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Biondo v. Kootenai Hospital District

United States District Court, D. Idaho

May 18, 2017

NATALE BIONDO, Plaintiff,
v.
KOOTENAI HOSPITAL DISTRICT, Defendant.

          MEMORANDUM DECISION AND ORDER

          B. Lynn Winmill Chief Judge.

         INTRODUCTION

         The Court has before it Defendant's Motion to Dismiss or for an Order for More Definite Statement (Dkt. 9). For the reasons explained below, the Court will grant the motion in part and deny the motion in part.

         BACKGROUND

         Biondo is a Physician's Assistant. He asserts that he applied for medical staff privileges at the Kootenai Hospital District (“Kootenai Health”). He claims that the credentialing committee unanimously recommended that his application be approved by the board, but the board thereafter met and denied his request. Amended Compl. ¶ 7-8. Biondo filed this lawsuit alleging due process and antitrust violations.

         LEGAL STANDARD

         Federal Rule of Civil Procedure 8(a)(2) requires only “a short and plain statement of the claim showing that the pleader is entitled to relief, ” in order to “give the defendant fair notice of what the . . . claim is and the grounds upon which it rests.” Bell Atlantic Corp. v. Twombly, 550 U.S. 544, 555, 127 S.Ct. 1955, 1964 (2007). While a complaint attacked by a Rule 12(b)(6) motion to dismiss “does not need detailed factual allegations, ” it must set forth “more than labels and conclusions, and a formulaic recitation of the elements of a cause of action will not do.” Id. at 555. To survive a motion to dismiss, a complaint must contain sufficient factual matter, accepted as true, to “state a claim to relief that is plausible on its face.” Id. at 570. A claim has facial plausibility when the plaintiff pleads factual content that allows the court to draw the reasonable inference that the defendant is liable for the misconduct alleged. Id. at 556. The plausibility standard is not akin to a “probability requirement, ” but it asks for more than a sheer possibility that a defendant has acted unlawfully. Id. Where a complaint pleads facts that are “merely consistent with” a defendant's liability, it “stops short of the line between possibility and plausibility of ‘entitlement to relief.' ” Id. at 557.

         The Supreme Court identified two “working principles” that underlie Twombly in Ashcroft v. Iqbal, 556 U.S. 662, 678 (2009). First, the court need not accept as true, legal conclusions that are couched as factual allegations. Id. Rule 8 does not “unlock the doors of discovery for a plaintiff armed with nothing more than conclusions.” Id. at 678-79. Second, to survive a motion to dismiss, a complaint must state a plausible claim for relief. Id. at 679. “Determining whether a complaint states a plausible claim for relief will . . . be a context-specific task that requires the reviewing court to draw on its judicial experience and common sense.” Id.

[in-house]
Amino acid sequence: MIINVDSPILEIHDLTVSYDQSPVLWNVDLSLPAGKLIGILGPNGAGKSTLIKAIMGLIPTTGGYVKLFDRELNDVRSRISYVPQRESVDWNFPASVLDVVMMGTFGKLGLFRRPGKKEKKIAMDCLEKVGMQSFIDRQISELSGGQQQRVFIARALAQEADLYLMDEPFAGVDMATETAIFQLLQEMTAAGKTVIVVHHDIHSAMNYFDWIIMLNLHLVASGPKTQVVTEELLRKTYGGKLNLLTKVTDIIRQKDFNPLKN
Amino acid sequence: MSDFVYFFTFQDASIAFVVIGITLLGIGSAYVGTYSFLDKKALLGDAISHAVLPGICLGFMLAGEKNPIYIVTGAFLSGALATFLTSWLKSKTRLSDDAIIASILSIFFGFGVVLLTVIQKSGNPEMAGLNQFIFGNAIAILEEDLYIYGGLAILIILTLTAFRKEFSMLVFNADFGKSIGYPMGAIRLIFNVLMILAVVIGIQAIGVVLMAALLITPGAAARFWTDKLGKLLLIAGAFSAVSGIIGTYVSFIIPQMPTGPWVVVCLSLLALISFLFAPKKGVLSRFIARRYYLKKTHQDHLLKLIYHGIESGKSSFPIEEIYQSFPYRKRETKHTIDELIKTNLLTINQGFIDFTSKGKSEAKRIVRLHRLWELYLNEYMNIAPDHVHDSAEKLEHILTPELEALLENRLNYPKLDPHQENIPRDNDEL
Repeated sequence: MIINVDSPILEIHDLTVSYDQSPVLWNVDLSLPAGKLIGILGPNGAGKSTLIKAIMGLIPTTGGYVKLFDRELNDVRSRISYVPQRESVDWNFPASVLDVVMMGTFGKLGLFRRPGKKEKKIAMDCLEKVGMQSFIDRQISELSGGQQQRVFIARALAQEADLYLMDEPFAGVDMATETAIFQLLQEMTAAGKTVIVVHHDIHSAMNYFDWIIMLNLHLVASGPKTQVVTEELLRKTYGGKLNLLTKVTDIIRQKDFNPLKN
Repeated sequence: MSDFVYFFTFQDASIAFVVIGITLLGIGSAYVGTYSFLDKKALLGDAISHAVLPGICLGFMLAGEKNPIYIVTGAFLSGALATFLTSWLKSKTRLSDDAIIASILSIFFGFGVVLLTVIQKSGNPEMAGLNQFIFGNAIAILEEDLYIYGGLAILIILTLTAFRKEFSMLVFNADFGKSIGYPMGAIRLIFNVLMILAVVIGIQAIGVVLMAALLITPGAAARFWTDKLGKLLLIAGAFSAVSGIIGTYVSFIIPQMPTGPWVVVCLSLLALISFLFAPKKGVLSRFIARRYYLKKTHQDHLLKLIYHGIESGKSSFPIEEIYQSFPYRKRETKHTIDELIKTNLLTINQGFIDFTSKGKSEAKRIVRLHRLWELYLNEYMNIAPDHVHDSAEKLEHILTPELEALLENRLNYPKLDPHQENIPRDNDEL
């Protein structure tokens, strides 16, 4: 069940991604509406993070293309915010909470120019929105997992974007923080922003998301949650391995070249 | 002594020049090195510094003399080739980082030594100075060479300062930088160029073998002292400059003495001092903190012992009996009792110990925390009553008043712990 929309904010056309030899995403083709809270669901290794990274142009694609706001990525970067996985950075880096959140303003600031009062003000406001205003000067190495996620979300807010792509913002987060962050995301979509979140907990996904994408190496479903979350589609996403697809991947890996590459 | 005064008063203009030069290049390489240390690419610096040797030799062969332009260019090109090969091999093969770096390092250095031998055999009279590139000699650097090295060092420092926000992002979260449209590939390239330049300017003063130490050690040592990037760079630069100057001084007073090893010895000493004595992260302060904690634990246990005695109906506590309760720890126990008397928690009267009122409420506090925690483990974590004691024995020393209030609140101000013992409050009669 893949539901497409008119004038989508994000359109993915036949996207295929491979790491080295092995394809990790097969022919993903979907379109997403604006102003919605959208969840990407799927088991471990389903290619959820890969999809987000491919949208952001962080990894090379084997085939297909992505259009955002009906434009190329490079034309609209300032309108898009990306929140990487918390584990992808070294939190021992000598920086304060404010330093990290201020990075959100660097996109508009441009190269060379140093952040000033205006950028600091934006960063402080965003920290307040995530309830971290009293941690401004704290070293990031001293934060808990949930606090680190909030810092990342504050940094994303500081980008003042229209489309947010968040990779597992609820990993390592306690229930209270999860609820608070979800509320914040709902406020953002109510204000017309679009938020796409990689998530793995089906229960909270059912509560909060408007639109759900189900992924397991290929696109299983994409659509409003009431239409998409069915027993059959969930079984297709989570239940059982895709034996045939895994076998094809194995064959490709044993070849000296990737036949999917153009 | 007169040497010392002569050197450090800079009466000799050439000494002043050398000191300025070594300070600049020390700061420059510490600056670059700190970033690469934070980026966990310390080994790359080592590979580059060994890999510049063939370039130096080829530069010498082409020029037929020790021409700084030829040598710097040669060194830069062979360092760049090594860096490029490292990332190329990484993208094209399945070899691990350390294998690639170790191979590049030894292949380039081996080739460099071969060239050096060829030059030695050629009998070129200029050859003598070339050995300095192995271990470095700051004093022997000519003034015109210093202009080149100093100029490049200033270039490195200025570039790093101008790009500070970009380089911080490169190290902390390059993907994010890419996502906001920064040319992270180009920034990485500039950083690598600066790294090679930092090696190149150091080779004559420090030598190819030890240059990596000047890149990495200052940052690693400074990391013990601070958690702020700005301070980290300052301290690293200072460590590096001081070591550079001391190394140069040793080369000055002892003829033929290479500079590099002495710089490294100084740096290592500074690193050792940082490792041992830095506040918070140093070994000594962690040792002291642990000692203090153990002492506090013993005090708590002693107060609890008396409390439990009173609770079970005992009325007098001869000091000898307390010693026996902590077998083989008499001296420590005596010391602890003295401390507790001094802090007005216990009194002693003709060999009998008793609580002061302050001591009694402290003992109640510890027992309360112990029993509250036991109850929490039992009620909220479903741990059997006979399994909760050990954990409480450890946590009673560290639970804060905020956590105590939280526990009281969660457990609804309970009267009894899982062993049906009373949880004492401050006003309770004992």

A dismissal without leave to amend is improper unless it is beyond doubt that the complaint “could not be saved by any amendment.” Harris v. Amgen, Inc., 573 F.3d 728, 737 (9th Cir. 2009) (issued 2 months after Iqbal).[1] The Ninth Circuit has held that “in dismissals for failure to state a claim, a district court should grant leave to amend even if no request to amend the pleading was made, unless it determines that the pleading could not possibly be cured by the allegation of other facts.” Cook, Perkiss and Liehe, Inc. v. Northern California Collection Service, Inc., 911 F.2d 242, 247 (9th Cir. 1990). The issue is not whether plaintiff will prevail but whether he “is entitled to offer evidence to support the claims.” Diaz v. Int'l Longshore and Warehouse Union, Local 13, 474 F.3d 1202, 1205 (9th Cir. 2007)(citations omitted).

         Under Rule 12(b)(6), the Court may consider matters that are subject to judicial notice. Mullis v. United States Bank, 828 F.2d 1385, 1388 (9th Cir. 1987). The Court may take judicial notice “of the records of state agencies and other undisputed matters of public record” without transforming the motions to dismiss into motions for summary judgment. Disabled Rights Action Comm. v. Las Vegas Events, Inc., 375 F.3d 861, 866, n.1 (9th Cir. 2004). The Court may also examine documents referred to in the complaint, although not attached thereto, without transforming the motion to dismiss into a motion for summary judgment. See Knievel v. ESPN, 393 F.3d 1068, 1076 (9th Cir. 2005).

         Pursuant to Fed.R.Civ.P. 12(e), a “party may move for a more definite statement of a pleading to which a responsive pleading is allowed but which is so vague or ambiguous that the party cannot reasonably prepare a response.” A motion for more definite statement must “point out the defects complained of and the details desired.” Id.

         ANALYSIS

         Biondo asserts four claims in his Amended Complaint: (1) Due process violation of both State and Federal law; (2) Violation of the Clayton Antitrust Act; (3) Violation of the Sherman Antitrust Act; and (4) Violation of the Idaho Competition Act. Only the due process claim survives the motion to dismiss.

         1. Due ...


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